A Conservationist Ran from Oregon to New Mexico and Made a Documentary About It

America's public lands have been under constant threat from the Trump administration

A Conservationist Ran from Oregon to New Mexico and Made a Documentary About It
Patrick Hendry/Unsplash

In her documentary This Land, Faith E. Briggs addresses a history of checkered inclusivity on America’s public lands. When Brown v. Board of Education effectively ended national, de jure segregation, the mandate extended beyond schools; it reached public lands, too. This was a good thing, of course, but in the short-term it further disassociated minorities (especially African Americans) from the American outdoors. When “black state parks” were disbanded, it wasn’t as simple as showing up to new, now-inclusive public lands the next day, or even over the next decade — that was too dangerous. It was one reason African Americans remained out of the national conversation on conservation for many years following.

It’s a conversation Briggs, a lifelong New Yorker, former track star and aspiring filmmaker, didn’t consider herself a part of until a few years ago. As her love of the outdoors grew (particularly the lands of the American West) Briggs looked for a way to weave those passions and pursuits together. The result was This Land, a short but weighty documentary that ruminates on minority representation in the outdoors, and the importance of knowing our public lands — after all, they belong to us — all while Briggs runs from Oregon to New Mexico.

Briggs focused on America’s National Monuments in her documentary; she runs through Oregon’s Cascade-Siskiyou National Monument, Utah’s Grand Staircase–Escalante National Monument, and New Mexico’s Organ Mountains–Desert Peaks National Monument. These lands are particularly vulnerable at this moment in history because National Monuments, as opposed to National Parks, are the purview of the Executive Office. Presidents can proclaim any stretch of land owned by the federal government a protected area, and they run the gamut, from the Devils Tower in Wyoming (the first-ever, designated by President Theodore Roosevelt) to the Statue of Liberty. Presidents can also cut back those projections, though.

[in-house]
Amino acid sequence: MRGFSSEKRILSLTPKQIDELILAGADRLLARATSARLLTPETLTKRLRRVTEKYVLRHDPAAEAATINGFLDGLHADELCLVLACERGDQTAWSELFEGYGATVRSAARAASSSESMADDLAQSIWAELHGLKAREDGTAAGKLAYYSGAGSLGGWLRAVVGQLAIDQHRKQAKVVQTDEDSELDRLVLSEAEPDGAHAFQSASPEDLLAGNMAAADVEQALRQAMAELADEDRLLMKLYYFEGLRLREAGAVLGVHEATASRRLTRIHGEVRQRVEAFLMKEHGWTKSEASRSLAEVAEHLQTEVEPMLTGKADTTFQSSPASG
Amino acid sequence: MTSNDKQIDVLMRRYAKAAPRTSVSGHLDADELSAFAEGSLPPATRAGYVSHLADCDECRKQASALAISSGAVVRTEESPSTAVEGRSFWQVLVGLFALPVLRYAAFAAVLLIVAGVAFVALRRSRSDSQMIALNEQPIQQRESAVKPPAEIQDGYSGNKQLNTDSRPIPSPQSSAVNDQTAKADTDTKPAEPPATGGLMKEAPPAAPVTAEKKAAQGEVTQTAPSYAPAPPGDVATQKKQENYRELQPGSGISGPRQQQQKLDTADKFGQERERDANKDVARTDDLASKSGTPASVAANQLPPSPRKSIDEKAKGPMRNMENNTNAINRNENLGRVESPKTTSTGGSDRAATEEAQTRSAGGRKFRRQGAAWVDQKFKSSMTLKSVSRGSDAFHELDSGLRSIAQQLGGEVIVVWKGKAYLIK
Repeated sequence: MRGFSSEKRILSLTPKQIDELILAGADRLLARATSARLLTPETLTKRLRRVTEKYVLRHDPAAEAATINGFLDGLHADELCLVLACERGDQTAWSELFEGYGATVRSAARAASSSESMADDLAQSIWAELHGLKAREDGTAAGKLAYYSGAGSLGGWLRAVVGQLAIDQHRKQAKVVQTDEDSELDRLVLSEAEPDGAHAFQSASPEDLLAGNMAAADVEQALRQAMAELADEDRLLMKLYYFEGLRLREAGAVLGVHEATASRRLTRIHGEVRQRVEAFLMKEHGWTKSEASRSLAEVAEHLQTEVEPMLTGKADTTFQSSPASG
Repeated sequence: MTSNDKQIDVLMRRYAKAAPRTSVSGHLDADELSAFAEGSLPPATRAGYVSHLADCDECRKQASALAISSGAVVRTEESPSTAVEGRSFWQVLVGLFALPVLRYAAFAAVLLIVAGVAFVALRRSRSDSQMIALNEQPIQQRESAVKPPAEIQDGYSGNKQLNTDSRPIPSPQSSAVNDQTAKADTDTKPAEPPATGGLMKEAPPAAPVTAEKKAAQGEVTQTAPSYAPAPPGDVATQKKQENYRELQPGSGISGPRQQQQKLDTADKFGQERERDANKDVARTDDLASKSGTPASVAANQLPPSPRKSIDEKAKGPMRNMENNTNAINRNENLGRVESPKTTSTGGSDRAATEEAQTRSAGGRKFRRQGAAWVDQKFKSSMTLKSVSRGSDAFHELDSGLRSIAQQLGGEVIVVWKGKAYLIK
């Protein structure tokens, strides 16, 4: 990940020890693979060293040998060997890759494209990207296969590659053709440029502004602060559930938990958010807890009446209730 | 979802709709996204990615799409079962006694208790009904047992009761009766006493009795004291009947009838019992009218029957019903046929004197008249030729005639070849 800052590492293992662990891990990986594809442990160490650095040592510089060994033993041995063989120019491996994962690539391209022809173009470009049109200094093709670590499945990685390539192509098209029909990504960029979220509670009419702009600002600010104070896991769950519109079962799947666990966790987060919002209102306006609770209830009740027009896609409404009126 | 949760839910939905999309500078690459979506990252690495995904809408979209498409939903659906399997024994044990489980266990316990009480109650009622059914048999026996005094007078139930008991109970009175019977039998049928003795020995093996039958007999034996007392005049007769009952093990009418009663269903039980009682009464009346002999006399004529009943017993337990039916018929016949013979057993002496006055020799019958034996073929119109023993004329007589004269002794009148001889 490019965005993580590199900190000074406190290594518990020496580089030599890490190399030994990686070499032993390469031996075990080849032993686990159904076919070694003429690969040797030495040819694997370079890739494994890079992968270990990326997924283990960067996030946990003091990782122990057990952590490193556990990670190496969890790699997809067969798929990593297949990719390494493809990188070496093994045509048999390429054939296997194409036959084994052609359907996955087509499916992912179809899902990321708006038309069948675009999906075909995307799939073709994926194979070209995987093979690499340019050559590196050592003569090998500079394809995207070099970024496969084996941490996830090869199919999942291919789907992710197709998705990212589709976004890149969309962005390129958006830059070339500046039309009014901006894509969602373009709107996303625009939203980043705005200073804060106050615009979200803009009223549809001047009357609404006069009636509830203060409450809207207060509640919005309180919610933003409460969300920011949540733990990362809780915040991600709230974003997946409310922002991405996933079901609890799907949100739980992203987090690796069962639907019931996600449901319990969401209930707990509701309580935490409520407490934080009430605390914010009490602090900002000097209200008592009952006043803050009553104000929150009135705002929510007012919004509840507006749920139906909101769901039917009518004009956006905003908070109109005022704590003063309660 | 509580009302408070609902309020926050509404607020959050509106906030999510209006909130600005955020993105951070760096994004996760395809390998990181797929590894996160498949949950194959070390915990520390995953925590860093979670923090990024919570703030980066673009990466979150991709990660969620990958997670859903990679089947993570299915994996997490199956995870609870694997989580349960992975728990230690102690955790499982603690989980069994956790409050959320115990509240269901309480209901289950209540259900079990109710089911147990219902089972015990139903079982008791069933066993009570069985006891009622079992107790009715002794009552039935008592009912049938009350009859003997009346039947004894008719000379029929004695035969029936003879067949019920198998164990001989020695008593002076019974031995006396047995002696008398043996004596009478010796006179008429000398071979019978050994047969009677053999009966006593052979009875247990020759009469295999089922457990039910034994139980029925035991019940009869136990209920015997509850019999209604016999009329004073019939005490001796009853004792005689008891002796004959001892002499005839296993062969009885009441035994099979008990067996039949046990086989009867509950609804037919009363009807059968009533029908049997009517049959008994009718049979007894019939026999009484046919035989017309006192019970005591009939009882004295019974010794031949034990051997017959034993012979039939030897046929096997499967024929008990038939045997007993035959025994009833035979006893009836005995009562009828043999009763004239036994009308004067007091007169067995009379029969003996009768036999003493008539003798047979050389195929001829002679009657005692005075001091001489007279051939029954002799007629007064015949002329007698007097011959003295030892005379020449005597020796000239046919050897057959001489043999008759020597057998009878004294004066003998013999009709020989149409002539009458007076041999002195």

The Trump Administration — which denies science, eschews any sense of responsibility for the natural world and supports ecosystem-destroying projects like pipelines and fracking — poses an existential threat to National Monuments, simply because it holds so much power over them. In 2017, President Trump announced “the largest reversal of public lands protection in U.S. history,” as an NPR article sadly summarized, and as of 2020, the U.S. is full steam ahead on mining and drilling.

It’s a devastating thought — one that Briggs begs you to consider while watching her run a preposterous amount of miles, and keep burned in your brain as other National Monuments are disturbed in the future. Her status as an African American woman, Briggs hopes, will encourage other unlikely voices to the fore; she estimates that at town halls and conferences on public lands, she’s the only black woman in the room “98% of the time.” The representation issue is widespread, but voices from other communities — at different points, Briggs runs with advocates for both indigenous communities and immigrant rights — are joining the conversation, too.

What should unite all of us, after all, are the canyons Briggs runs through, the rivers she skips along. The vast empty spaces that were here long before demonyms and flags were invented. Find Briggs’ documentary above. If you’re inspired to help, visit the National Parks Conservation Association.

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